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2021 Remote Staffing Trends for Technology Positions

Even before the pandemic, remote work has been increasingly more common in a variety of industries, but nowhere more so than in the information technology space. Now the Coronavirus has forced businesses all over the world to embrace the need for teams working outside of the office. Fortunately, thanks to the advent of the cloud and the myriad tools that are enabled by it, workers can be just as productive remotely as they are sitting in an office.

But even with the recent surge in teams proving this new model can be successful, is remote working truly here to stay? Are companies hiring team members to work remotely beyond the pandemic or are they hoping to eventually move back to the office? VALiNTRYtechnology’s Rick Phillips gives us his thoughts on the trends he’s seeing from organizations seeking help recruiting technology positions as well his thoughts on how an organization should prepare for and approach hiring permanently remote positions.

Demand for Remote Workers is Geographical

Due to the recent surge of COVID-19 cases throughout the country, many cities, like Rick’s hometown of Chicago, have seen significant increases in remote workers due to local mandates. Other urban centers, like New York City, are seeing mass exoduses as residents decide that working from home allows them to relocate to areas with fewer COVID cases and lower costs of living. In both cases, organizations are finding they must be more open to hiring remote workers to ensure they are securing and retaining the best talent. Meanwhile, in other parts of the country where COVID cases are less prevalent, many employers are pushing for their teams to return to more traditional work models as soon as possible.

Local Remote Tech Jobs

Many companies are okay with hiring full-time, remote positions, but they also prefer them to be local. In other words, these companies want team members working from home, but the employee needs to be within a reasonable driving distance of the office. This close proximity allows for teams to occasionally meet face-to-face and also participate in team-building events that can build stronger bonds which make remote work even more productive. While there isn’t a huge demand yet for these types of remote positions nationwide, Rick suggests this trend will become more popular in the post-pandemic world.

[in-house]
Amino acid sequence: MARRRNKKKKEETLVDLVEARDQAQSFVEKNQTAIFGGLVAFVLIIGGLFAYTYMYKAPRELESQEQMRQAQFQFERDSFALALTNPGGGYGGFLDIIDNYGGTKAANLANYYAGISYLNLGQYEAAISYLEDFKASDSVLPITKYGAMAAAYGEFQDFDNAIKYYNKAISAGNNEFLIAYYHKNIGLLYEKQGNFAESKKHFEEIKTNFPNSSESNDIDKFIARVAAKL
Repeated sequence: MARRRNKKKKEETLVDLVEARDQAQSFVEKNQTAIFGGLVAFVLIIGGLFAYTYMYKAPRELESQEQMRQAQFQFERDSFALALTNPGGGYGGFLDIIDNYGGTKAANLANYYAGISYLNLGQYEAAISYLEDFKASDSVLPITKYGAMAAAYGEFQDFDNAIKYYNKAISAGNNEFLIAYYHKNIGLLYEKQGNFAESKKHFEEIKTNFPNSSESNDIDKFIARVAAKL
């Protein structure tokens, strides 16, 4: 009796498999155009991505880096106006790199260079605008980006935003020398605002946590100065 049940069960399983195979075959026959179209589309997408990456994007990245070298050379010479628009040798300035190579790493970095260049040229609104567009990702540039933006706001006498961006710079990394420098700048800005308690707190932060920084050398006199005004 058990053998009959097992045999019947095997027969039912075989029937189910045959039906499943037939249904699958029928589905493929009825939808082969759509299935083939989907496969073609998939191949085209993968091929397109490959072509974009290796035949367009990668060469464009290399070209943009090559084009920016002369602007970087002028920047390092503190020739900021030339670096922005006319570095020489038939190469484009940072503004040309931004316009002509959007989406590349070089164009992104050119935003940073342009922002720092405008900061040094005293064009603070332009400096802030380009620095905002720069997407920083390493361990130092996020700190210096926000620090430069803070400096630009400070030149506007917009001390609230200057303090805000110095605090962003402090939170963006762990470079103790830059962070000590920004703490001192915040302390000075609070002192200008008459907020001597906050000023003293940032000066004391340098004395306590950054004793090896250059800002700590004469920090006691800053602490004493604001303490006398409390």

Types of Remote Positions

While not every position is suitable for remote work (e.g. manual labor, construction, etc.), a vast majority of IT roles can be performed outside of an office setting as teams like Facebook, WordPress, and Google can attest. Roles like software developers, QA testers, and IT project managers are just some of the jobs that fit the remote profile well. Developers and QA specialists have the ability to work independently from anywhere and project managers are able to communicate with their teams thanks to cloud platforms such as Microsoft Office365 and Google Workspace. These products make it easy to collaborate on projects as well as keep in touch through video conferencing with multiple team members.

Remote Work is Here to Stay

As Rick alluded to earlier, if companies want to be truly competitive in hiring top talent moving forward, they are going to need to have a remote model in some capacity. If not, there is a good chance they will be lagging in their industry. Companies that offer this option are seeing increased productivity and employee satisfaction and even reduced costs in some instances. These benefits can be attributed to lower real estate and payroll expenses for firms, as well as lower costs of living, minimized commutes, and flexible schedules for employees.

How Can You Start a Remote Work Program in Your Company

One of the big pieces of advice Rick shares for companies looking to implement remote working is consistent communication both during the hiring process and throughout the employment period. Companies must consider questions like:

  • What are the expectations for your remote teams?
  • What is the company culture like and how are you adapting that culture to your virtual teams?
  • Are there specific, shared windows of time that everyone needs to be “on the clock?”
  • What are your expectations for the logistics and etiquette during virtual meetings? (e.g., Do you expect team members to have their cameras on all the time?)
  • While these items may seem insignificant now, they are vital to a successful remote work program and need to be discussed upfront and revisited regularly.

    Lastly, in the hiring process, any candidate (remote or not) should be asked, “How do you handle working remotely?” Get a sense for things like their morning routine. How might it change if the team member ends up working from home? Even if a new hire will be primarily office-based, it is important to gauge how they will perform should you need to pivot to a remote workforce as so many have done during the pandemic.

    We hope these insights are helpful as you consider or start a remote work program. VALiNTRYtechnology stands ready to help as you begin hiring IT professionals for your workforce. Contact us today!

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